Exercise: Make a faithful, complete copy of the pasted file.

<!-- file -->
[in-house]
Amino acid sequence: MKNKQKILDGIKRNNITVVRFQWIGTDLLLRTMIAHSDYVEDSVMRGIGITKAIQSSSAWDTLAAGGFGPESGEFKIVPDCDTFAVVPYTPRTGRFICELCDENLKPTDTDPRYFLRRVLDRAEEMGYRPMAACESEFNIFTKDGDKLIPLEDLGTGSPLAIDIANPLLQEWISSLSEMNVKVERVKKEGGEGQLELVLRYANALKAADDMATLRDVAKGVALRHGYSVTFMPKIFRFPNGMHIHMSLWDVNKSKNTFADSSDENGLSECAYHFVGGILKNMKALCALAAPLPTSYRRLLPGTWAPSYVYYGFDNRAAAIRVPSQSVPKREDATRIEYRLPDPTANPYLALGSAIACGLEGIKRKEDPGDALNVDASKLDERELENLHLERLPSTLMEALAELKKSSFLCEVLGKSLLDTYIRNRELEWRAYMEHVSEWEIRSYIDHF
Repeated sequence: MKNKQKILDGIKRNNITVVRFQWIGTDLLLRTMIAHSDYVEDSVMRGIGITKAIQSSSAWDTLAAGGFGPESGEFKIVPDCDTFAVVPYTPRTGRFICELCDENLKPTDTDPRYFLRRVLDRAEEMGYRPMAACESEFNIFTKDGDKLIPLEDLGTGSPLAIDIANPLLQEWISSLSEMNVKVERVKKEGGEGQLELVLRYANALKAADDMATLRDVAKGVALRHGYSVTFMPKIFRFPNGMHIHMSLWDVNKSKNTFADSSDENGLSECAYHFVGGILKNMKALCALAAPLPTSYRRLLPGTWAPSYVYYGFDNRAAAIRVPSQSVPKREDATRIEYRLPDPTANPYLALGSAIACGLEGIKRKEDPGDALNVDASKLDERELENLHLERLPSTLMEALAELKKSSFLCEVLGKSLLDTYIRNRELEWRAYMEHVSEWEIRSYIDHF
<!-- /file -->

[in-house]
Amino acid sequence: MKNKQKILDGIKRNNITVVRFQWIGTDLLLRTMIAHSDYVEDSVMRGIGITKAIQSSSAWDTLAAGGFGPESGEFKIVPDCDTFAVVPYTPRTGRFICELCDENLKPTDTDPRYFLRRVLDRAEEMGYRPMAACESEFNIFTKDGDKLIPLEDLGTGSPLAIDIANPLLQEWISSLSEMNVKVERVKKEGGEGQLELVLRYANALKAADDMATLRDVAKGVALRHGYSVTFMPKIFRFPNGMHIHMSLWDVNKSKNTFADSSDENGLSECAYHFVGGILKNMKALCALAAPLPTSYRRLLPGTWAPSYVYYGFDNRAAAIRVPSQSVPKREDATRIEYRLPDPTANPYLALGSAIACGLEGIKRKEDPGDALNVDASKLDERELENLHLERLPSTLMEALAELKKSSFLCEVLGKSLLDTYIRNRELEWRAYMEHVSEWEIRSYIDHF
Repeated sequence: MKNKQKILDGIKRNNITVVRFQWIGTDLLLRTMIAHSDYVEDSVMRGIGITKAIQSSSAWDTLAAGGFGPESGEFKIVPDCDTFAVVPYTPRTGRFICELCDENLKPTDTDPRYFLRRVLDRAEEMGYRPMAACESEFNIFTKDGDKLIPLEDLGTGSPLAIDIANPLLQEWISSLSEMNVKVERVKKEGGEGQLELVLRYANALKAADDMATLRDVAKGVALRHGYSVTFMPKIFRFPNGMHIHMSLWDVNKSKNTFADSSDENGLSECAYHFVGGILKNMKALCALAAPLPTSYRRLLPGTWAPSYVYYGFDNRAAAIRVPSQSVPKREDATRIEYRLPDPTANPYLALGSAIACGLEGIKRKEDPGDALNVDASKLDERELENLHLERLPSTLMEALAELKKSSFLCEVLGKSLLDTYIRNRELEWRAYMEHVSEWEIRSYIDHF